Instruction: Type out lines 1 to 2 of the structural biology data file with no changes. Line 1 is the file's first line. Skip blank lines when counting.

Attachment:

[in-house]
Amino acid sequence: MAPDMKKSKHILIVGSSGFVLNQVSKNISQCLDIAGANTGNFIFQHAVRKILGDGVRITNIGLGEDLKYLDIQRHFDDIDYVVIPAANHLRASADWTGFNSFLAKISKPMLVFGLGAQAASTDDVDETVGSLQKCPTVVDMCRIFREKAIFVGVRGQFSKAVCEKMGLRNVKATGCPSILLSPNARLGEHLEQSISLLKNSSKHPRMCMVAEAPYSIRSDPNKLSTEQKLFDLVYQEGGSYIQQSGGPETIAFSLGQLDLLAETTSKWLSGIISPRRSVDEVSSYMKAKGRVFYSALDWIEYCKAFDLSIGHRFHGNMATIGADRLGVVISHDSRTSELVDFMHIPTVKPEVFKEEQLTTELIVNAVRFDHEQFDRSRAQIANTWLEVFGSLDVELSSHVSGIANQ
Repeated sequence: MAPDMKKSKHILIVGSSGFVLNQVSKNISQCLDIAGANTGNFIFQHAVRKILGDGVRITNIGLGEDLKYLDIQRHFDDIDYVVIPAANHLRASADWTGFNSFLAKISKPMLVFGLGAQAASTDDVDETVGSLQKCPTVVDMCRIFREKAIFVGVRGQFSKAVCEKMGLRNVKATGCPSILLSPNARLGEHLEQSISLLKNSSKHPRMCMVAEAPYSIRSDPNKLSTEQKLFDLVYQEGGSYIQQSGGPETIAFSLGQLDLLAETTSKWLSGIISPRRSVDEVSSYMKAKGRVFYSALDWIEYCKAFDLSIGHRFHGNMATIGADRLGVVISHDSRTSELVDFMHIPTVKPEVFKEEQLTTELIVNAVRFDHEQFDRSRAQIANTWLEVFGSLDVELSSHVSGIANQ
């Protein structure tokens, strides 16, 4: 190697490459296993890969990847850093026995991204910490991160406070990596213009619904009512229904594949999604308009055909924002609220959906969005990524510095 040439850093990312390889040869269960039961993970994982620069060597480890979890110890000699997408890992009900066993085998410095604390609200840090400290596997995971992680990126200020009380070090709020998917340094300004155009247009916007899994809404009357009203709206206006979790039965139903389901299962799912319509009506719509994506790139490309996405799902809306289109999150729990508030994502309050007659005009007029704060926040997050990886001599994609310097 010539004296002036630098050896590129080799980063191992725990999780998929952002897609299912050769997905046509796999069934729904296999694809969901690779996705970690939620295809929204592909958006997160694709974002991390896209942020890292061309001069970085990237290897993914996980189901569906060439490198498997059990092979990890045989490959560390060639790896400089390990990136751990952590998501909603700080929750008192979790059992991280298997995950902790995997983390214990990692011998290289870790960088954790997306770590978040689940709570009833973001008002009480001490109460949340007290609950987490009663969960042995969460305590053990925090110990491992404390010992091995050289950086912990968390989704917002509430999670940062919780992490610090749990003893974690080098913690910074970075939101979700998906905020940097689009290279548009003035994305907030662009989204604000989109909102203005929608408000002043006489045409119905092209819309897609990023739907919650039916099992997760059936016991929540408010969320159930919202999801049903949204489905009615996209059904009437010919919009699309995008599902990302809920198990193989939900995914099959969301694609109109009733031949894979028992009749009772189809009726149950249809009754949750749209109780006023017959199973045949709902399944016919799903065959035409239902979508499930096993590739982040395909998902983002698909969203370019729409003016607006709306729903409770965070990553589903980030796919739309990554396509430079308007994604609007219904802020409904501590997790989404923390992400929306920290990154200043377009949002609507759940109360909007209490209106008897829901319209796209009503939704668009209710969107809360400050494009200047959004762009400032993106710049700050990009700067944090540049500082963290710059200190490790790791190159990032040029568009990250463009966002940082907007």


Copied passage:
[in-house]
Amino acid sequence: MAPDMKKSKHILIVGSSGFVLNQVSKNISQCLDIAGANTGNFIFQHAVRKILGDGVRITNIGLGEDLKYLDIQRHFDDIDYVVIPAANHLRASADWTGFNSFLAKISKPMLVFGLGAQAASTDDVDETVGSLQKCPTVVDMCRIFREKAIFVGVRGQFSKAVCEKMGLRNVKATGCPSILLSPNARLGEHLEQSISLLKNSSKHPRMCMVAEAPYSIRSDPNKLSTEQKLFDLVYQEGGSYIQQSGGPETIAFSLGQLDLLAETTSKWLSGIISPRRSVDEVSSYMKAKGRVFYSALDWIEYCKAFDLSIGHRFHGNMATIGADRLGVVISHDSRTSELVDFMHIPTVKPEVFKEEQLTTELIVNAVRFDHEQFDRSRAQIANTWLEVFGSLDVELSSHVSGIANQ